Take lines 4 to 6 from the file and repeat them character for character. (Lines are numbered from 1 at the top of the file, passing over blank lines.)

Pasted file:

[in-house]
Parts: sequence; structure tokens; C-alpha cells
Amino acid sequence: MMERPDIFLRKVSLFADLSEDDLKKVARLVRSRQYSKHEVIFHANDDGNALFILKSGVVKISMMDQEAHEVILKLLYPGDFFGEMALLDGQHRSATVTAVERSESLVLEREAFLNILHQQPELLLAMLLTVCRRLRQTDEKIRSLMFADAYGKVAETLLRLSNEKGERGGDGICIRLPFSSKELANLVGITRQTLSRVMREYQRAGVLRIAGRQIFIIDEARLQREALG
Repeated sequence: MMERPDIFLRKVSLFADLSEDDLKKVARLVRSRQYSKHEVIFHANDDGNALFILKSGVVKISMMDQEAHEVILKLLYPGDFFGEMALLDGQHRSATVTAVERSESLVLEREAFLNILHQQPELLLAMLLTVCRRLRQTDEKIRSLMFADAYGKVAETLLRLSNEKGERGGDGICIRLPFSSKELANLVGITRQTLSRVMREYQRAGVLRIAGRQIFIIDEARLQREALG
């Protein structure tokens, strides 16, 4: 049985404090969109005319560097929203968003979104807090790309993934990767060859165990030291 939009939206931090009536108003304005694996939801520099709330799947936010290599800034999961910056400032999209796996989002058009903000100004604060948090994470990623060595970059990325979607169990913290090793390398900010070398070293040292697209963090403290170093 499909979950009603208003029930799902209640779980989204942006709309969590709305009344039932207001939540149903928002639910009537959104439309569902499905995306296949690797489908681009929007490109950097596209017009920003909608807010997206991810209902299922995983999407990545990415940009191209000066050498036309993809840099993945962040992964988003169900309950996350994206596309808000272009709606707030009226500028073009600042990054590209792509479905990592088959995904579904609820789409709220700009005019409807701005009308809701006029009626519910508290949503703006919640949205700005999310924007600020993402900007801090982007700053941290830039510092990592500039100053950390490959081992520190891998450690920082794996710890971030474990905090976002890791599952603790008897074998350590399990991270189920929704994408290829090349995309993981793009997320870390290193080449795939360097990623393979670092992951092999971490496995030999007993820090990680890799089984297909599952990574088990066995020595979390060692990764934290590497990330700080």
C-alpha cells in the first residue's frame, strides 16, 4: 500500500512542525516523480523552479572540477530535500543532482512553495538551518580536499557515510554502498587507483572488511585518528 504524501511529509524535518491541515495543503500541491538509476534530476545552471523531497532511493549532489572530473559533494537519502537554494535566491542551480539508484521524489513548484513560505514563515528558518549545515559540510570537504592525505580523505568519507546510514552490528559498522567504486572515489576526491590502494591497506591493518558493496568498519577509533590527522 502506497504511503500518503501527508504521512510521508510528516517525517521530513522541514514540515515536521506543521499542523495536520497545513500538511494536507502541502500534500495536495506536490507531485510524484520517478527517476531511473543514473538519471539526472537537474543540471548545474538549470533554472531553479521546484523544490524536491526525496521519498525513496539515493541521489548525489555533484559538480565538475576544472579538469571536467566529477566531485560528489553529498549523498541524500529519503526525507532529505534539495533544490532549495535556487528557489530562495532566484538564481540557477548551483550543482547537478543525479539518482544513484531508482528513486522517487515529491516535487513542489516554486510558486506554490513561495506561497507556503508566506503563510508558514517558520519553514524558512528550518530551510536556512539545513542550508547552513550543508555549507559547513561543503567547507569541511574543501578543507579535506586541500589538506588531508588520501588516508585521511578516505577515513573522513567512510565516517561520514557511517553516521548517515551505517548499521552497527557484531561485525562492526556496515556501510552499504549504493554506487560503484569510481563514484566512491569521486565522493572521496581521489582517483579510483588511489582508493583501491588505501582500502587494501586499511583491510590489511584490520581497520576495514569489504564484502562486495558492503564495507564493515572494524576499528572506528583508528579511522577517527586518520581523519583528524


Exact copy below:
Repeated sequence: MMERPDIFLRKVSLFADLSEDDLKKVARLVRSRQYSKHEVIFHANDDGNALFILKSGVVKISMMDQEAHEVILKLLYPGDFFGEMALLDGQHRSATVTAVERSESLVLEREAFLNILHQQPELLLAMLLTVCRRLRQTDEKIRSLMFADAYGKVAETLLRLSNEKGERGGDGICIRLPFSSKELANLVGITRQTLSRVMREYQRAGVLRIAGRQIFIIDEARLQREALG
């Protein structure tokens, strides 16, 4: 049985404090969109005319560097929203968003979104807090790309993934990767060859165990030291 939009939206931090009536108003304005694996939801520099709330799947936010290599800034999961910056400032999209796996989002058009903000100004604060948090994470990623060595970059990325979607169990913290090793390398900010070398070293040292697209963090403290170093 499909979950009603208003029930799902209640779980989204942006709309969590709305009344039932207001939540149903928002639910009537959104439309569902499905995306296949690797489908681009929007490109950097596209017009920003909608807010997206991810209902299922995983999407990545990415940009191209000066050498036309993809840099993945962040992964988003169900309950996350994206596309808000272009709606707030009226500028073009600042990054590209792509479905990592088959995904579904609820789409709220700009005019409807701005009308809701006029009626519910508290949503703006919640949205700005999310924007600020993402900007801090982007700053941290830039510092990592500039100053950390490959081992520190891998450690920082794996710890971030474990905090976002890791599952603790008897074998350590399990991270189920929704994408290829090349995309993981793009997320870390290193080449795939360097990623393979670092992951092999971490496995030999007993820090990680890799089984297909599952990574088990066995020595979390060692990764934290590497990330700080």
C-alpha cells in the first residue's frame, strides 16, 4: 500500500512542525516523480523552479572540477530535500543532482512553495538551518580536499557515510554502498587507483572488511585518528 504524501511529509524535518491541515495543503500541491538509476534530476545552471523531497532511493549532489572530473559533494537519502537554494535566491542551480539508484521524489513548484513560505514563515528558518549545515559540510570537504592525505580523505568519507546510514552490528559498522567504486572515489576526491590502494591497506591493518558493496568498519577509533590527522 502506497504511503500518503501527508504521512510521508510528516517525517521530513522541514514540515515536521506543521499542523495536520497545513500538511494536507502541502500534500495536495506536490507531485510524484520517478527517476531511473543514473538519471539526472537537474543540471548545474538549470533554472531553479521546484523544490524536491526525496521519498525513496539515493541521489548525489555533484559538480565538475576544472579538469571536467566529477566531485560528489553529498549523498541524500529519503526525507532529505534539495533544490532549495535556487528557489530562495532566484538564481540557477548551483550543482547537478543525479539518482544513484531508482528513486522517487515529491516535487513542489516554486510558486506554490513561495506561497507556503508566506503563510508558514517558520519553514524558512528550518530551510536556512539545513542550508547552513550543508555549507559547513561543503567547507569541511574543501578543507579535506586541500589538506588531508588520501588516508585521511578516505577515513573522513567512510565516517561520514557511517553516521548517515551505517548499521552497527557484531561485525562492526556496515556501510552499504549504493554506487560503484569510481563514484566512491569521486565522493572521496581521489582517483579510483588511489582508493583501491588505501582500502587494501586499511583491510590489511584490520581497520576495514569489504564484502562486495558492503564495507564493515572494524576499528572506528583508528579511522577517527586518520581523519583528524